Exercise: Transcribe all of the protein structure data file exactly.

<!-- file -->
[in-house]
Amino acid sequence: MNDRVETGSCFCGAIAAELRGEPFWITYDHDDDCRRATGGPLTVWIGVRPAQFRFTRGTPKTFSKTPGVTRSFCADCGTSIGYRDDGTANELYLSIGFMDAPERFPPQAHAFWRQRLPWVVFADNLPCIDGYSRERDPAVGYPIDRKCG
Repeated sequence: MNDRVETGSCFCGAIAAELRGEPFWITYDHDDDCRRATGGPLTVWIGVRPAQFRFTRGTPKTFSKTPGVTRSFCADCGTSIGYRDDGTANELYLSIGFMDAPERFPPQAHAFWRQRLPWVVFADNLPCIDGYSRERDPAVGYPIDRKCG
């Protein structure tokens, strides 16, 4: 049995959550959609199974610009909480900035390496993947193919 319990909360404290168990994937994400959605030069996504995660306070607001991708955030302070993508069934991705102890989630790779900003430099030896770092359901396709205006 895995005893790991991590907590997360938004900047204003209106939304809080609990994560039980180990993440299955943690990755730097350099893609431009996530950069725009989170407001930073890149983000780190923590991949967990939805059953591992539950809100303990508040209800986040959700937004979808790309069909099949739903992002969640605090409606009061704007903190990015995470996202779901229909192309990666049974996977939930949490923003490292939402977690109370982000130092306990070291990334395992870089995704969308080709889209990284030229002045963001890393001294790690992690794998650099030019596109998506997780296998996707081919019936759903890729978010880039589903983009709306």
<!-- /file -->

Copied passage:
[in-house]
Amino acid sequence: MNDRVETGSCFCGAIAAELRGEPFWITYDHDDDCRRATGGPLTVWIGVRPAQFRFTRGTPKTFSKTPGVTRSFCADCGTSIGYRDDGTANELYLSIGFMDAPERFPPQAHAFWRQRLPWVVFADNLPCIDGYSRERDPAVGYPIDRKCG
Repeated sequence: MNDRVETGSCFCGAIAAELRGEPFWITYDHDDDCRRATGGPLTVWIGVRPAQFRFTRGTPKTFSKTPGVTRSFCADCGTSIGYRDDGTANELYLSIGFMDAPERFPPQAHAFWRQRLPWVVFADNLPCIDGYSRERDPAVGYPIDRKCG
């Protein structure tokens, strides 16, 4: 049995959550959609199974610009909480900035390496993947193919 319990909360404290168990994937994400959605030069996504995660306070607001991708955030302070993508069934991705102890989630790779900003430099030896770092359901396709205006 895995005893790991991590907590997360938004900047204003209106939304809080609990994560039980180990993440299955943690990755730097350099893609431009996530950069725009989170407001930073890149983000780190923590991949967990939805059953591992539950809100303990508040209800986040959700937004979808790309069909099949739903992002969640605090409606009061704007903190990015995470996202779901229909192309990666049974996977939930949490923003490292939402977690109370982000130092306990070291990334395992870089995704969308080709889209990284030229002045963001890393001294790690992690794998650099030019596109998506997780296998996707081919019936759903890729978010880039589903983009709306």